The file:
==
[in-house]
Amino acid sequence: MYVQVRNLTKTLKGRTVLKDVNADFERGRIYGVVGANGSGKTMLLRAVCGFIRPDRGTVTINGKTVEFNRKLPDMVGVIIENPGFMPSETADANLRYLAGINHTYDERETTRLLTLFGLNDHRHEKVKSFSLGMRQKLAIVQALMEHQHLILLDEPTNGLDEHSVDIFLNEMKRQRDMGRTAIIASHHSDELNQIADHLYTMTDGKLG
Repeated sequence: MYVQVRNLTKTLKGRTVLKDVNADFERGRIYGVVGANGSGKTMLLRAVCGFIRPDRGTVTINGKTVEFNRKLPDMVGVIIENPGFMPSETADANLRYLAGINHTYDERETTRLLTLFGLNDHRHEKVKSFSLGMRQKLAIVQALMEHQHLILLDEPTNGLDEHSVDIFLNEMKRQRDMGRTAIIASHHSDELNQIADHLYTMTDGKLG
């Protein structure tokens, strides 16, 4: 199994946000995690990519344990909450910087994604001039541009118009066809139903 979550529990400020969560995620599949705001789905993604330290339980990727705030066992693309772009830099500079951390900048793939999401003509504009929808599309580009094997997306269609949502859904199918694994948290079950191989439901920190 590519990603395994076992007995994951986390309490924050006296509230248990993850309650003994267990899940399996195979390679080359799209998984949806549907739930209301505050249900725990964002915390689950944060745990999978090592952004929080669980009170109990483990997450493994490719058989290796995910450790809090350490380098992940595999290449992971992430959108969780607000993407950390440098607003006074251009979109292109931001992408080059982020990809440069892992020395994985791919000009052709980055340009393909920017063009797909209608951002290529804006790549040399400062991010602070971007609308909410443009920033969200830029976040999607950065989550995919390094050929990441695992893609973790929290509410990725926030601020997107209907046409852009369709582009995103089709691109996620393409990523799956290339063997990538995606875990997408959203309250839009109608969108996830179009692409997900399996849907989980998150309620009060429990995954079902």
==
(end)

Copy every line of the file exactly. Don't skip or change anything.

[in-house]
Amino acid sequence: MYVQVRNLTKTLKGRTVLKDVNADFERGRIYGVVGANGSGKTMLLRAVCGFIRPDRGTVTINGKTVEFNRKLPDMVGVIIENPGFMPSETADANLRYLAGINHTYDERETTRLLTLFGLNDHRHEKVKSFSLGMRQKLAIVQALMEHQHLILLDEPTNGLDEHSVDIFLNEMKRQRDMGRTAIIASHHSDELNQIADHLYTMTDGKLG
Repeated sequence: MYVQVRNLTKTLKGRTVLKDVNADFERGRIYGVVGANGSGKTMLLRAVCGFIRPDRGTVTINGKTVEFNRKLPDMVGVIIENPGFMPSETADANLRYLAGINHTYDERETTRLLTLFGLNDHRHEKVKSFSLGMRQKLAIVQALMEHQHLILLDEPTNGLDEHSVDIFLNEMKRQRDMGRTAIIASHHSDELNQIADHLYTMTDGKLG
């Protein structure tokens, strides 16, 4: 199994946000995690990519344990909450910087994604001039541009118009066809139903 979550529990400020969560995620599949705001789905993604330290339980990727705030066992693309772009830099500079951390900048793939999401003509504009929808599309580009094997997306269609949502859904199918694994948290079950191989439901920190 590519990603395994076992007995994951986390309490924050006296509230248990993850309650003994267990899940399996195979390679080359799209998984949806549907739930209301505050249900725990964002915390689950944060745990999978090592952004929080669980009170109990483990997450493994490719058989290796995910450790809090350490380098992940595999290449992971992430959108969780607000993407950390440098607003006074251009979109292109931001992408080059982020990809440069892992020395994985791919000009052709980055340009393909920017063009797909209608951002290529804006790549040399400062991010602070971007609308909410443009920033969200830029976040999607950065989550995919390094050929990441695992893609973790929290509410990725926030601020997107209907046409852009369709582009995103089709691109996620393409990523799956290339063997990538995606875990997408959203309250839009109608969108996830179009692409997900399996849907989980998150309620009060429990995954079902």